Scholars of law, medicine, public health, anthropology, and sociology have recognized immigration law as a social determinant of health. Indeed, limited opportunities to regularize immigration status is the root cause of many of the barriers to health and health care that immigrants face. Eligibility for subsidized health insurance and other health-promoting public benefits depends on having U.S. citizenship or certain immigration statuses. The legal pathways to lawful status and citizenship determine one’s opportunities to work, which, in turn, can determine access to health insurance. Fear of immigration surveillance can dissuade immigrants and their family members from seeking health care or participating in health-promoting activities. For these reasons, researchers correctly predicted that immigrants’ health and wellbeing would be disproportionately affected by the COVID-19 pandemic.
Health justice “views access to health care as one among many social determinants of health deserving of public attention and resources.” Using a health justice lens to analyze the issue of immigrant access to health care highlights the importance of cross-sector collaborations in policymaking to improve health.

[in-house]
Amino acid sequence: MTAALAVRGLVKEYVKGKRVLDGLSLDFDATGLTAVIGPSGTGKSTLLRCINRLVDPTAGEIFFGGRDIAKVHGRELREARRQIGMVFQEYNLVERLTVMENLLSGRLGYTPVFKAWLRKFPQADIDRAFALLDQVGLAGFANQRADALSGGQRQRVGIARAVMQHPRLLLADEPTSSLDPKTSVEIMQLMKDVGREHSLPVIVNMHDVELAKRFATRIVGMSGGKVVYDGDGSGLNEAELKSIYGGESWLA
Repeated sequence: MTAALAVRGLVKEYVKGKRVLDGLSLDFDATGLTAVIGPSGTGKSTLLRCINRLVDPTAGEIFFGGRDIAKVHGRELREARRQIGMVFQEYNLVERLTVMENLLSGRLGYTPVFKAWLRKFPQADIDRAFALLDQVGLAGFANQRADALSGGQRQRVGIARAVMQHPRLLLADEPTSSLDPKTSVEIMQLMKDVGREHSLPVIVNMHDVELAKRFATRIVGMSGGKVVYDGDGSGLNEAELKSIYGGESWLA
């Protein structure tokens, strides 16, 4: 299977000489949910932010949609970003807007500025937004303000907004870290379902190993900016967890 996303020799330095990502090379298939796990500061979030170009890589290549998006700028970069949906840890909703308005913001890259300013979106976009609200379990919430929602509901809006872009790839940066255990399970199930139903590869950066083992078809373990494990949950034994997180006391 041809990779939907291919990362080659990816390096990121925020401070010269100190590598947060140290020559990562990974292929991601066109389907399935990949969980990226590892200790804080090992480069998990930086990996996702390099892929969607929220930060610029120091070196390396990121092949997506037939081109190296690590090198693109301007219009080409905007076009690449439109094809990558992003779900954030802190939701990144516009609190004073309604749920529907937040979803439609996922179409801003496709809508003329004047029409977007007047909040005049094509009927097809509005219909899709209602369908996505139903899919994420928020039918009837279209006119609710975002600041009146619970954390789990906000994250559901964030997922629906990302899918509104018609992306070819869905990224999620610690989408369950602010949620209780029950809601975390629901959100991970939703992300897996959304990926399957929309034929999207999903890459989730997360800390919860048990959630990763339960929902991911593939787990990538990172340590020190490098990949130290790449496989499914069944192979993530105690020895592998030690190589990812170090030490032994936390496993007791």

For example, a major goal of comprehensive immigration reform is to create a pathway to citizenship for undocumented immigrants, enabling more immigrants to qualify for health-promoting public benefits and better work opportunities, which are likelier to provide access to private health insurance. Obtaining a lawful status can also decrease fears of certain types of immigration surveillance. For these reasons, immigration reform should be considered a tool of health justice.
Reducing the Role of Bias